The more we learn about Mars, the more it seems that the red planet once could have harbored life.
In two studies published today (June 7) in the journal Science, researchers from NASA reported the largest amount of organic matter on Mars ever obtained by the Curiosity rover. The Sample Analysis at Mars (SAM) arm of the rover found seasonal fluctuations of methane gas in the planet’s atmosphere as well as organic material from shallow-soil sample analyses from Gale crater, which was a lake some 3 billion years ago.
Both the methane gas and soil compounds are organic matter. This is the matter—chemically characterized as combinations of carbon, hydrogen, and other elements routinely found in biology like sulphur and oxygen—often associated with life. But it isn’t always evidence of it. Occasionally, rocks can make produce them on their own through geological processes, and meteorites can also bring them from neighboring planets. However, finding organic material in such abundance suggests that it potentially has biological origins—either from bacteria or other forms of life that existed long ago.
In the first study, a team led by Christopher Webster, a chemist at NASA’s Jet Propulsion Laboratory in California, describes how Mars’ atmosphere appears to have low levels of fluctuating methane. The planet’s atmosphere—mostly carbon dioxide—is almost nothing like our own. And it provides just a fraction of the pressure we feel from the air on Earth. Yet over the course of 55 Earth months (three Martian years), Webster and his team were able to use SAM to detect tiny, regular patterns in which methane—natural gas—increased from 0.24 to 0.65 parts per billion at the end of northern Mars’ summer. Methane, found on Mars before in plumes or patches, has never been detected in instances that scientists had been able to see repeatedly.
“We don’t know if that methane is ancient or modern,” Webster said in a press conference. He and his team also can’t distinguish whether this methane is the product of geological or biological activity. They are fairly certain that it comes from melting water-based crystals, called clathrates, buried just below the planet’s surface. The crystals may have obtained methane from ancient forms of life.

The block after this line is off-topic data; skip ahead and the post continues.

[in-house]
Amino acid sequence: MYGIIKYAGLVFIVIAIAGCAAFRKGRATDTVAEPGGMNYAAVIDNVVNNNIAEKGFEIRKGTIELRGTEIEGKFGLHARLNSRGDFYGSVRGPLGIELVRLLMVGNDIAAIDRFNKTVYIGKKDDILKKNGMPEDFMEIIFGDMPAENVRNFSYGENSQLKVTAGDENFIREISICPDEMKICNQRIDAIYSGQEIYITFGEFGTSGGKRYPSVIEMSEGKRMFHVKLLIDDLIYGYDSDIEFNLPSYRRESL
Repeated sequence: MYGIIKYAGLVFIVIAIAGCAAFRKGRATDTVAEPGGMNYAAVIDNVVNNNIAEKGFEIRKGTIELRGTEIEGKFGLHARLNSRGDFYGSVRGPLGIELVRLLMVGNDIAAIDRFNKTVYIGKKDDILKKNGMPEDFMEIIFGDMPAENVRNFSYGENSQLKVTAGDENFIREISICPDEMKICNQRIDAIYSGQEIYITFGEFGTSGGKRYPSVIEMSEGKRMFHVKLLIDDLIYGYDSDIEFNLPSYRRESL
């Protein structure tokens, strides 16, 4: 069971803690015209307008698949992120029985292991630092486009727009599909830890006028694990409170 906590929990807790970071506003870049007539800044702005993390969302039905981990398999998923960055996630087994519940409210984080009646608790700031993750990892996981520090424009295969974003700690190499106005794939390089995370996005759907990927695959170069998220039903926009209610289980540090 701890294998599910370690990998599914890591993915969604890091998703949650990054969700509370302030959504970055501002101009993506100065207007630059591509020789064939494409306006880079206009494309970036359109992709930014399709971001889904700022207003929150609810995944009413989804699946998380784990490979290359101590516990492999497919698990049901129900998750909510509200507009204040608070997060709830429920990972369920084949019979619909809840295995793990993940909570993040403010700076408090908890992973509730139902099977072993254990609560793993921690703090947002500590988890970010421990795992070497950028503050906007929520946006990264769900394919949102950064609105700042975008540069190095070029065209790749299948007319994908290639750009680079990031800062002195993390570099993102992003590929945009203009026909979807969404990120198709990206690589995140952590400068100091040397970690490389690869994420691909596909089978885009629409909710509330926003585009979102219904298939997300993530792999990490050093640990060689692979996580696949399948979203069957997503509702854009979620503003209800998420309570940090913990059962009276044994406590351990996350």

A second analysis by SAM found evidence of larger organic compounds five centimeters (two inches) below the surface of Mars at the site of a lake that dried up billions of years ago. These soil samples were purposely taken miles away from the first detection of organic material on Mars made by the rover back in 2014. The fact that similar molecules were also present at this new site suggests that this kind of organic material is present in abundance.
Researchers believe that the samples are actually remnants of much larger supply of organic material. “That rock has been sitting there has been exposed to radiation, which would degrade organic material,” Jennifer Eigenbrode, a biogeochemist at NASA’s Goddard Space Flight Center and lead author of the paper, said. In followups, the team hopes to get to dig deeper to look for more-complicated organic molecules.
The next research question to tackle: Where did this material come from? If it is biological, it could give scientists clues as to how life actually begins on any planet. Millions of years of life on Earth has destroyed most of the early evidence of how it started. And if life on Mars was possible in the past, it could be possible in the future—an important consideration should we ever decide to make this neighboring planet a home for ourselves.